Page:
#BookReview: Pippo and Clara by Diana Rosie

Hi everyone. Today, I have a book review for you by an author new to me, Diana Rosie. I discovered this book via NetGalley and received a free ARC of this book. I enjoyed this read so much that I’ll have to check out her other books.

About the Book:

A country torn apart by war. Two siblings divided by fate.

Italy, 1938. Mussolini is in power and war is not far away . . .

Clara and Pippo are just children: quiet, thoughtful Clara is the older sister; Pippo, the younger brother, is forever chatting. The family has only recently arrived in the city carrying their few possessions.

When Mamma goes missing early one morning, both Clara and Pippo go in search of her. Clara turns right; Pippo left.

As a result of the choices they make that morning, their lives will be changed forever.

Diana Rosie’s Pippo and Clara tells the story of a family and a country divided. But will Clara and Pippo – and their mother – find each other again?

My Review:

 

 

Many thanks to NetGalley and Pan MacMillan for a free ARC of this book.

Diana Rosie is a new author to me, and I wasn’t sure what to expect. This book left me pleasantly surprised.

The story is narrated, so that you are told of rather than shown events. Usually, this would put me off, but in this case it was done well enough to pull me in and engross me regardless. Parts of the writing seem unpolished, with extraneous wording, frequent use of split-infinitives, and the like, but–again–this didn’t detract that much from the story being portrayed. That’s because the characterisation and world-building were done excellently, and for the most part, I got so lost in the book that I forgot I was reading.

We have Italy under Mussolini.
Gypsies outlawed and persecuted.
Europe at war.
A murdered father.

Enter Clara (10 years-old) and Pippo (7 years-old), and a mother who goes out one lonely night in a strange city in search of work. Mama fails to return. First Clara leaves the boarding room in search of Mama. Then Pippo awakens alone and afraid. He, too, leaves the squalid and bare room to look for both Mama and Clara.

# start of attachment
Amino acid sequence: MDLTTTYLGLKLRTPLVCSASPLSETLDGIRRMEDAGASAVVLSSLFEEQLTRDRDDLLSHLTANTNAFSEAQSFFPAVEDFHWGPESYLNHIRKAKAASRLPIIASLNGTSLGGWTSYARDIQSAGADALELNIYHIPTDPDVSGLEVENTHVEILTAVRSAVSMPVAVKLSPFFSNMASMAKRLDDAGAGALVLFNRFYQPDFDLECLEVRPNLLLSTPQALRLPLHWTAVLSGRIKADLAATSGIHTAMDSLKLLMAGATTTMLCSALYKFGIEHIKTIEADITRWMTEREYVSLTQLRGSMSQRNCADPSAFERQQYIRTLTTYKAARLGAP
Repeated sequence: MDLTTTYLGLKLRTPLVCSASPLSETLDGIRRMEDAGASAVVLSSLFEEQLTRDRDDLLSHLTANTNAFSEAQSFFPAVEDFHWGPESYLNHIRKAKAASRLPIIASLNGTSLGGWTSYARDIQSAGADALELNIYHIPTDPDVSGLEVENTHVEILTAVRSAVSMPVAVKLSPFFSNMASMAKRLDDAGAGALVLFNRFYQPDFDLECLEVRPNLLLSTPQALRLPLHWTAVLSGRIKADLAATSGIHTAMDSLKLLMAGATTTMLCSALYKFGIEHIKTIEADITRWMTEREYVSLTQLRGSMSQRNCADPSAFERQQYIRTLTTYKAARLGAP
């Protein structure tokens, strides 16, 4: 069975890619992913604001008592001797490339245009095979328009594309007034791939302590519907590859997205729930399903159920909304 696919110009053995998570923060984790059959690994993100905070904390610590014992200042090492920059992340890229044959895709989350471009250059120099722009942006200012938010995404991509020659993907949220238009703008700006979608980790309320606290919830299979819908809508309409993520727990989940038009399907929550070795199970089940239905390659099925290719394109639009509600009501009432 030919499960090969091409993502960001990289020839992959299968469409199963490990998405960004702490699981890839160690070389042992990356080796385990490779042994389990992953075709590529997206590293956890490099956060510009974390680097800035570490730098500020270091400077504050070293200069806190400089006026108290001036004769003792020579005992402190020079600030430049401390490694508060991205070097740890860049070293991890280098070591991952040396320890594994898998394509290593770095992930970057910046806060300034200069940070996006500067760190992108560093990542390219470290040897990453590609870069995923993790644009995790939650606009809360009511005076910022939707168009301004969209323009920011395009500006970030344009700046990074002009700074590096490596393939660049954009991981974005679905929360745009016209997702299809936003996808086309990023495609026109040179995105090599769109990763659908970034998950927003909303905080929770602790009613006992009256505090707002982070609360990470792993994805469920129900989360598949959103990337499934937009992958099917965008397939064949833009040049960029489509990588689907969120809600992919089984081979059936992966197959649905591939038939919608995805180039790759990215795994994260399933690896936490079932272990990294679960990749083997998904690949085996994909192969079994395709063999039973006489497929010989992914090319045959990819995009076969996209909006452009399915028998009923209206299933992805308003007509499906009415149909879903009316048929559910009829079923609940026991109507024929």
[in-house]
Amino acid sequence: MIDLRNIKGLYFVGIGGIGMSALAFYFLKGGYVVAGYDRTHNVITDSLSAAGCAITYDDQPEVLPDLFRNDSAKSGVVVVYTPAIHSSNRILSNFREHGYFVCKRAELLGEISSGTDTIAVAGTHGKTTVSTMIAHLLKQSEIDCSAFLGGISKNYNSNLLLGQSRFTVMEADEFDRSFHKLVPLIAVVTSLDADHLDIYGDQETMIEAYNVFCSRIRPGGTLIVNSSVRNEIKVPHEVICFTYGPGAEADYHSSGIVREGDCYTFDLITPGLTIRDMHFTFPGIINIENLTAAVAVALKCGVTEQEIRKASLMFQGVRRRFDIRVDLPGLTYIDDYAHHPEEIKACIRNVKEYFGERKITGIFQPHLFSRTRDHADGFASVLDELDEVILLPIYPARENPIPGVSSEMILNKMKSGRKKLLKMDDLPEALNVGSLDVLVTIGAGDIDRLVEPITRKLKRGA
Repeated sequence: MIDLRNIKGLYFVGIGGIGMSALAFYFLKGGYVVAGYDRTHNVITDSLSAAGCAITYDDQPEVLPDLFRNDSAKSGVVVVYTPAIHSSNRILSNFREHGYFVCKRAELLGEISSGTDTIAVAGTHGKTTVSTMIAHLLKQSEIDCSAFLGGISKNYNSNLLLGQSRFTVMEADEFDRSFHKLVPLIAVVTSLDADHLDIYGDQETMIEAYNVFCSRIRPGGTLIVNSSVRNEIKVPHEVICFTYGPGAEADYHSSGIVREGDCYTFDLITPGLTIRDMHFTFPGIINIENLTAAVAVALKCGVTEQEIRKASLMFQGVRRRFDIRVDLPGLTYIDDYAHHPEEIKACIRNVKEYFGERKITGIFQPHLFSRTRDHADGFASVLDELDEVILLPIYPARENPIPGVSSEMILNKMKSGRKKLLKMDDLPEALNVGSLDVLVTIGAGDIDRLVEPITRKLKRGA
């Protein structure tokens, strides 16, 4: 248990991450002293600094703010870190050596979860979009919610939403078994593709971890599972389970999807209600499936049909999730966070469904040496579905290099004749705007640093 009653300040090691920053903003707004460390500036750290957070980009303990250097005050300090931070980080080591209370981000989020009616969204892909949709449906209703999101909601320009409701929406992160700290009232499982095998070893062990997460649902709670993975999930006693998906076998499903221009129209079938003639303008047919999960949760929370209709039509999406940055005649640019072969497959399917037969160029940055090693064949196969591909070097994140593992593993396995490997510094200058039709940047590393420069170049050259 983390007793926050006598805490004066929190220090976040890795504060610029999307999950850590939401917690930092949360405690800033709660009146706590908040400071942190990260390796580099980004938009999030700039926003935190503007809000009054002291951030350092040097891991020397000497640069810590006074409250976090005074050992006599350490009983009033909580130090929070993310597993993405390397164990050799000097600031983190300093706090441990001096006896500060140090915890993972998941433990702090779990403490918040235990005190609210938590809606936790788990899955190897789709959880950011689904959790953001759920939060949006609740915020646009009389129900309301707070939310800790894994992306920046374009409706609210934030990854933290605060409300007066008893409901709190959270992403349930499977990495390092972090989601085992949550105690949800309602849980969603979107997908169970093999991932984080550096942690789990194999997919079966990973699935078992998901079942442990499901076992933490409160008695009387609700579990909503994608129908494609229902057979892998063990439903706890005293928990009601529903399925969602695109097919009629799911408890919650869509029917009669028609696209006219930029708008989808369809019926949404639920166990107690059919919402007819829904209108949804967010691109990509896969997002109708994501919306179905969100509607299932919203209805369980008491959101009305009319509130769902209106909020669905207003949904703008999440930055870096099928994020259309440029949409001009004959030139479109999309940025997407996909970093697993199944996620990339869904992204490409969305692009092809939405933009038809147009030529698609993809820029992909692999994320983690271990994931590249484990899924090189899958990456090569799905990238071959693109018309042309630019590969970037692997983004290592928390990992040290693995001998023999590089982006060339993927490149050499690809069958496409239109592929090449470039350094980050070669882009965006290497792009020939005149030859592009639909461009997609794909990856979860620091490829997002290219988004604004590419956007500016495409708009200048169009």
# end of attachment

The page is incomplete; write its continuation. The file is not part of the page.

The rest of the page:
From that point on, each of the children’s tales diverge, and the narrative alternates between the POVs of Clara and Pippo. We follow them throughout the ensuing trials and tribulations and see both the brutality and uselessness of war, where the innocent are the ones who suffer. At the same time, we are shown bravery and compassion in abundance.

I loved this book and would read more from this writer. It gets a solid 4 stars from me.

***

NOTE ON RATINGS: I consider a 3-star rating a positive review. Picky about which books I give 5 stars to, I reserve this highest rating for the stories I find stunning and which moved me.

5 STARS: IT WAS AMAZING! I COULD NOT PUT IT DOWN! — Highly Recommended.
4 STARS: I WOULD PULL AN ALL-NIGHTER — Go read this book.
3 STARS: IT WAS GOOD! — An okay read. Didn’t love it. Didn’t hate it.
2 STARS: I MAY HAVE LIKED A FEW THINGS —Lacking in some areas: writing, characterisation, and/or problematic plot lines.
1 STAR: NOT MY CUP OF TEA —Lots of issues with this book.


I’d love to hear what you think of this review. Thanks for stopping by 🙂

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Mark Bierman

Thanks for sharing this great review, Harmony!

Miriam Hurdle

The storyline is interesting, Harmony. It could have happened in real-time. I hope the two siblings reunited in this book.

Joan Hall

Interesting about the narration. The subject of the story is one that intrigues me. Thanks for posting this review.

Staci Troilo

Narration is an interesting choice. The subject matter sounds really fascinating, though. Thanks for sharing.

John howell

Thank you for the review, Harmony

Sarah Stuart

A very fair review, Harmony.
I’m not sure how I would feel about reading a narrated story, but it must have been good to get four stars when it clearly wasn’t all that well expressed, as in grammatically.